We identified a total of 52,290,927 US nationwide hospitalizations among young patients (18–39 years) after excluding cases with concurrent history of use of alcohol, tobacco, cocaine, and amphetamine. Of these, 1.3% (n = 669,407) patients were former or current cannabis users. Cannabis users were relatively younger (mean age 26 vs. 28 years) male (48.8% vs. 16.3%, p < 0.001) patients in comparison to non-users (Table 1). The frequency of AMI (0.23% vs. 0.14%), arrhythmia (4.02% vs. 2.84%), and stroke (0.33% vs. 0.26%) were higher in cannabis users as compared to non-users (p < 0.001) (Figure 1). Surprisingly, the frequency of VTE (0.53% vs. 0.84%) was lower among cannabis users, but the trends in hospitalizations for VTE showed a greater relative increase among cannabis users (0.4% to 0.7%; 75% relative increase, ptrend < 0.001) as compared to non-users (0.8% to 0.9%; 12.5% relative increase, ptrend < 0.001) from 2007 to 2014. Trends in the hospitalizations for AMI, arrhythmia, stroke, and VTE are depicted in Figure 2. As compared to 2007, we observed 50%, 79%, 300%, and 75% relative increases in hospitalizations for AMI (0.2% to 0.3%), arrhythmias (2.8% to 5.0%), stroke (0.1% to 0.4%), and VTE (0.4% to 0.7%), respectively, in 2014 among young cannabis users as compared to non-users, showing relatively inferior or no ascent in the rates (ptrend < 0.001). Nevertheless, the all-cause inpatient mortality was lower (0.2% vs. 0.3%, p < 0.001) among young cannabis users compared to non-users. The average LOS was higher (mean 4.9 days vs. 3.4 days, p < 0.001) in cannabis users as compared to non-users, however, hospitalization charges were lower ($20,883 vs. $21,843, p < 0.001) compared to non-users.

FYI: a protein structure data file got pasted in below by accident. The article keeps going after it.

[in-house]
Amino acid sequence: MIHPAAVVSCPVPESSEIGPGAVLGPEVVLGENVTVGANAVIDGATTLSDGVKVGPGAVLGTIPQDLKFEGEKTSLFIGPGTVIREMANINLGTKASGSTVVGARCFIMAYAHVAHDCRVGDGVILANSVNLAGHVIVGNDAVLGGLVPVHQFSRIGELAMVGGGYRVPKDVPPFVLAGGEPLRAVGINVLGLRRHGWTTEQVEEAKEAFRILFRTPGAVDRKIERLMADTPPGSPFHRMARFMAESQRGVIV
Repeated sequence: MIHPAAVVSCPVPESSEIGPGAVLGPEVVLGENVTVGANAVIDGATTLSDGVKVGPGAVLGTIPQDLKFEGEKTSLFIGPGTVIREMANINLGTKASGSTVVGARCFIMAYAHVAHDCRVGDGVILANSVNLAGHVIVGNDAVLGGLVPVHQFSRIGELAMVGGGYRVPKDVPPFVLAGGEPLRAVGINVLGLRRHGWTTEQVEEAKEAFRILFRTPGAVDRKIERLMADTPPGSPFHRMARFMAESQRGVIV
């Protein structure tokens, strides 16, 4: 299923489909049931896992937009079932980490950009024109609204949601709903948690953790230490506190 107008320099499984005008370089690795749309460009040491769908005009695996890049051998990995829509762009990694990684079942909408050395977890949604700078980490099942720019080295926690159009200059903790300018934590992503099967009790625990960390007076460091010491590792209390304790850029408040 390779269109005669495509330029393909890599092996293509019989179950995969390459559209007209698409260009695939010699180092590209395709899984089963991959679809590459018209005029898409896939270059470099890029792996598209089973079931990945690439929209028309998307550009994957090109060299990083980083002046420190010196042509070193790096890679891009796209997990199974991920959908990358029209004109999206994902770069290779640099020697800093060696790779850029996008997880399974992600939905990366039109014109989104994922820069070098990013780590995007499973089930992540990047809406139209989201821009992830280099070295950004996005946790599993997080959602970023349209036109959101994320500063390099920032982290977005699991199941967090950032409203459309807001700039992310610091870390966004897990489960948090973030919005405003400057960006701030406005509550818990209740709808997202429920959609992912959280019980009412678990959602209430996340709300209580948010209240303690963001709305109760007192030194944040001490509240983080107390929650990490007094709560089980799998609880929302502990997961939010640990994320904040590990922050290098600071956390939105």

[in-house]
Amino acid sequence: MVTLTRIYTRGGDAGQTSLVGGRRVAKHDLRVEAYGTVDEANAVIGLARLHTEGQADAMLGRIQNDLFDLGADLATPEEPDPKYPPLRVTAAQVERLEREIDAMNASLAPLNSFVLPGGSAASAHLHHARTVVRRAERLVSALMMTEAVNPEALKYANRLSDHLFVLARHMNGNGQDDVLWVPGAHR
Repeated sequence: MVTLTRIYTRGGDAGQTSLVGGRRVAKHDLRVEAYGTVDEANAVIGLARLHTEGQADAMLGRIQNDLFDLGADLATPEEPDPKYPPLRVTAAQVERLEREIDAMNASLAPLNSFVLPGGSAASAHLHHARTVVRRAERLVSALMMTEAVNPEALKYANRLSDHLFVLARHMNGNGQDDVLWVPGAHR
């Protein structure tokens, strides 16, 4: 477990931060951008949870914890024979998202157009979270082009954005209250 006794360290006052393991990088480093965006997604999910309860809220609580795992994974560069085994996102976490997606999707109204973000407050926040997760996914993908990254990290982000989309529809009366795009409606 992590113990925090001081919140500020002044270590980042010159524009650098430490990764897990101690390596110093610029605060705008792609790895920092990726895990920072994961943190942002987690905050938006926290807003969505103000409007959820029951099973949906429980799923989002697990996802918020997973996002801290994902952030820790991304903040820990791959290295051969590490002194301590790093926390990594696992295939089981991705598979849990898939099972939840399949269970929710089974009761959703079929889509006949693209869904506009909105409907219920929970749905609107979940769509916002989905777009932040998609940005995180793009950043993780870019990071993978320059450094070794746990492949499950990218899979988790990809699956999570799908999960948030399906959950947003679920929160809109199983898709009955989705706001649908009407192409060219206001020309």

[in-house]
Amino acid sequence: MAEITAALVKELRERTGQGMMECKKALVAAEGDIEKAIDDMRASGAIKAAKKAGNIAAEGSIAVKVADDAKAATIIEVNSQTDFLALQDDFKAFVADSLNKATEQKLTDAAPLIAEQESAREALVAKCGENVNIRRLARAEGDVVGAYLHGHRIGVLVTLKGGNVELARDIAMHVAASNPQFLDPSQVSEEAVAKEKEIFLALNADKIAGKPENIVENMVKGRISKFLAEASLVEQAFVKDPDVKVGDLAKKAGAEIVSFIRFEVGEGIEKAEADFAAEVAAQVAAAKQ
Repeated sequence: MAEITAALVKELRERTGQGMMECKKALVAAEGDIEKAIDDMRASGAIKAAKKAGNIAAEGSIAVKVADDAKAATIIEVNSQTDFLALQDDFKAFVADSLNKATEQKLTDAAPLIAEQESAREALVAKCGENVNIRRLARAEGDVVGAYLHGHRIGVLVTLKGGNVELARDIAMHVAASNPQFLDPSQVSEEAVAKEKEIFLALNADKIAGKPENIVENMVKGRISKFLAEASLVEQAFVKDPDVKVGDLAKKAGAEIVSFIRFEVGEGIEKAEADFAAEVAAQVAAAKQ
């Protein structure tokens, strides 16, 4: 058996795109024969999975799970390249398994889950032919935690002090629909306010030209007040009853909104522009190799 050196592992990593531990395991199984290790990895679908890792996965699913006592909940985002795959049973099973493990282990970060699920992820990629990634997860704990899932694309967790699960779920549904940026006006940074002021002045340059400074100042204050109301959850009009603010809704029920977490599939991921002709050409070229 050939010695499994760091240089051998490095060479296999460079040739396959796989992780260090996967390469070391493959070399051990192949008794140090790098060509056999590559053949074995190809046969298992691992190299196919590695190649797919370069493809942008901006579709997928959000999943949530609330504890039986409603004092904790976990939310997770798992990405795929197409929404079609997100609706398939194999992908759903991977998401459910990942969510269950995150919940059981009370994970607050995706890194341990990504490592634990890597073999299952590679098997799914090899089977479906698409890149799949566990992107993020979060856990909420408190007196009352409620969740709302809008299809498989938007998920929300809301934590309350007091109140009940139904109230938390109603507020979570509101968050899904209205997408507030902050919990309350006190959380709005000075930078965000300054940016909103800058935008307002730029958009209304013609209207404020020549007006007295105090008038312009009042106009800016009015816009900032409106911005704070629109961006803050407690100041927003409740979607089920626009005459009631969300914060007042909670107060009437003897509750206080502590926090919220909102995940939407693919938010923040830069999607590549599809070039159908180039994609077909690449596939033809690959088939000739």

4. Discussion

With increasing reports suggesting concerning patterns of polysubstance abuse among youth, it is imperative to assess the influence of only cannabis use on cardiovascular health with the exclusion of confounding effects by concurrent substance abuse with tobacco, alcohol, cocaine, and amphetamine. To our knowledge, no studies have revealed trends in the cardiovascular events in the young lone cannabis users.
In our study, the prevalence of AMI was higher (0.2% vs. 0.1%) among cannabis users as compared to non-users. The trends in AMI-related hospitalizations rose from 0.2% to 0.3% from 2007 to 2014 among cannabis users compared to the overall stable (0.1%) rate of admissions for AMI among patients even after excluding major confounders such as tobacco, alcohol, and other stimulant drug abuse (cocaine and amphetamine). There are isolated reported cases of AMI after heavy cannabis use [13,14], however, this is the first nationwide study reporting trends in AMI among young cannabis users. The literature proposes the possible detrimental effects of cannabis abuse on heart rate, blood pressure, cardiac output, left ventricular ejection time, and venous carboxyhemoglobin levels [1].
The most striking finding was the considerably higher prevalence (4.0% vs. 2.8%) and rising trends in the admission for arrhythmias among young cannabis users (from 2.8% to 5.0%) compared to non-users (from 2.2% to 3.3%) from 2007–2014. These findings are consistent with previous published studies showing that a considerable proportion of cannabis users experience in-hospital arrhythmias that are both fatal and non-fatal [6]. Moreover, time-based trends in the arrhythmia-related hospitalizations have never been reported in the past among young cannabis users.